By Nick Li
Apparently last week I was too busy celebrating National Pizza Month, Mother-in-Law Day, United Nations Day, and of course Horseless Carriage day (see picture) to notice that it was Islamo-fascism awareness week. The official web-site declares:
During the week of October 22-26, 2007, the nation will be rocked by the biggest conservative campus protest ever – Islamo-Fascism Awareness Week, a wake-up call for Americans on 200 university and college campuses. The purpose of this protest is as simple as it is crucial: to confront the two Big Lies of the political left: that George Bush created the war on terror and that Global Warming is a greater danger to Americans than the terrorist threat. Nothing could be more politically incorrect than to point this out. But nothing could be more important for American students to hear. In the face of the greatest danger Americans have ever confronted, the academic left has mobilized to create sympathy for the enemy and to fight anyone who rallies Americans to defend themselves. According to the academic left, anyone who links Islamic radicalism to the war on terror is an "Islamophobe." According to the academic left, the Islamo-fascists hate us not because we are tolerant and free, but because we are "oppressors." Islamo-Fascism Awareness Week is a national effort to oppose these lies and to rally American students to defend their country.
An interesting response is here. As for the relative threat posed by global warming or terrorism, I believe the former is a more serious threat to our civilization and way of life (and here I mean both democracy and our capitalist/consumption society) in the long-run, but I am at higher risk of death or injury from the latter (though still substantially below car accidents or death by accidental fire). But I doubt anyone of any political stripe can really prove it either way, so no statement about the relative threat of either can really be a lie or a fact – they are just beliefs. Since language can be so powerful, I decided to explore the origins and usage of the term. Wikipedia has an interesting article. Apparently the term is used to the following similarities between historical fascism and some (all?) practitioners of fundamentalist islam –
– rage against historical humiliation – inspiration from what is believed to be an earlier golden age (one or more of the first few Caliphates in the case of Islamism); – a desire to restore the perceived glory of this age — or "a fanatical determination to get on top of history after being underfoot for so many generations" — with an all-encompassing (totalitarian) social, political, economic system; – a belief that malicious, predatory alien forces (Jews in the case of Nazi Fascists or Islamofascists) are conspiring against and within the nation/community, and that violence is necessary to defeat and expel these forces; – exaltation of death and destruction along with a contempt for "art and literature as symptoms of degeneracy and decadence", and strong commitment to sexual repression and subordination of women; -offensive military, (or armed) campaign to reestablish the power and rightful international domination of the nation/community.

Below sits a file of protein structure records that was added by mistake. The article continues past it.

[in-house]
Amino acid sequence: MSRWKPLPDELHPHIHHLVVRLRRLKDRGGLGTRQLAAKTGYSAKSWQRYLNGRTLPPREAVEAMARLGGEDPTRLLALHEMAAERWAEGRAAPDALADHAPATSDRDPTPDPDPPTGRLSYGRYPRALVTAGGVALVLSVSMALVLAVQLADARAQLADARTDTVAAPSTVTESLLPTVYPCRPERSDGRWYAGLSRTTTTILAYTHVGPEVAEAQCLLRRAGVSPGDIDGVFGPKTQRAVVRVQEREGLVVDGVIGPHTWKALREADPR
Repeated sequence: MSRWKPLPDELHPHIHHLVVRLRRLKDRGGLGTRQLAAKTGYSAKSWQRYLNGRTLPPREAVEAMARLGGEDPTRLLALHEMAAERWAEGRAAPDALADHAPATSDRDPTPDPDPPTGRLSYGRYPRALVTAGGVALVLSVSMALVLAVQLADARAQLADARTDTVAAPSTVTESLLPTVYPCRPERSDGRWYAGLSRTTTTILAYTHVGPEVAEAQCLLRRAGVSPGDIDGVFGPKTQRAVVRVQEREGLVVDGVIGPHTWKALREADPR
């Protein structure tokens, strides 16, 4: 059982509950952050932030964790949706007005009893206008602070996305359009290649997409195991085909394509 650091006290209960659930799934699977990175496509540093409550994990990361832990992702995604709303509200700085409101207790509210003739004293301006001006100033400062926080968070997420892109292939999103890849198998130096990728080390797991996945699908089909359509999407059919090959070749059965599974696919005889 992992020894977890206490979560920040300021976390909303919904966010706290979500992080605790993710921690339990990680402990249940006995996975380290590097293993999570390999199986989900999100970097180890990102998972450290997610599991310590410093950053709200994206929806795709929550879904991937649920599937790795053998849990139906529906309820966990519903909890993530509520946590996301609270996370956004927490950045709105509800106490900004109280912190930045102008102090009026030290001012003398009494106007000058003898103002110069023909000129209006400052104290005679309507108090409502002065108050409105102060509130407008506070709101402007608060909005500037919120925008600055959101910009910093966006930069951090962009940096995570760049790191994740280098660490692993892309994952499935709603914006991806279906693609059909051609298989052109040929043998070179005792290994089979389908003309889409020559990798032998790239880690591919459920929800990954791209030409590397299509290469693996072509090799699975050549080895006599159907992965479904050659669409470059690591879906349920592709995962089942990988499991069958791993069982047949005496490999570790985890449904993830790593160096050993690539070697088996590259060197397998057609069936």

Do these criteria apply to fascism in the 20th century? Which groups or regimes should we classify as “islamo-fascist" – Al-Quaeda, the Taliban, Hamas, Islamic Jihad, the Al-Aqusa martyrs brigade, Hezbollah, Syria, Iran, Iraq under Saddam, Moqtada al-Sadr, Saudi Arabia, Yemen, the Sudan, muslim separatists in China, the Phillipines, or India? Is Islamism the same thing as Islamo-fascism? Is Arab-Nationalism (i.e. the Baathist party of Syria or Iraq, Fatah) a form of Islamo-fascism or is it something else (perhaps just fascists who happen to be muslims)? Is there a difference between Muslim fundamentalists and Islamo-fascists? Is there anything that we can call Christo-fascism or Judeo-fascism in the world or are the only groups and states practicing fascism in the Muslim world? I think these are all interesting issues raised by the campaign, and I hope and pray that the term "Islamo-fascism" becomes a starting point for a discussion of different movements and forces in the Muslim world and leads to greater exploration, rather than becoming another term that precludes further thought. One of the dangers of lumping Islam and Fascism together is the risk that this conceptual cross-fertilization makes it easy for people to say "Well, I know fascism is bad, so X group of muslims must also be bad and I don’t really need to think about it anymore" – calling people, regimes or groups "evil" often has the same effect. On oppression of women: Official discrimination against women is no doubt greater in many muslim states, especially some of the ones that are Western allies like Saudi Arabia (more so than Iran, Iraq, or Syria, which have been referred to as "islamo-fascists" at different points). Violence is notoriously hard to measure – international statistics make many Muslim countries look much better than Western countries and other developing countries but the statistics say as much about enforcement and reporting as they do about incidence. So any comparison of rates of violence against women is bound to be highly biased, and claims are probably informed more by prejudice than by any real data. Having said that, I hardly need to point out the problem is hardly unique to the Muslim world. The official statistics for the United States and many other non-Muslim conferences are horrific (see here and here ). I don’t want to be a "hate America" or "hate the West" first person – I just think we shouldn’t be too complacent about where we are and how far we have to go to live up to the ideals that we try to promote globally. And on that note, congratulations to Cristina Kirchner for becoming Argentina’s first elected female President. Notice how descriptions of her can’t escape little sexist comments like "Kirchner is noted for her wardrobe and shoe collection" or epithets like "fashionista" or "Imelda." Just like comments about Hillary Clinton’s wardrobe. – Nick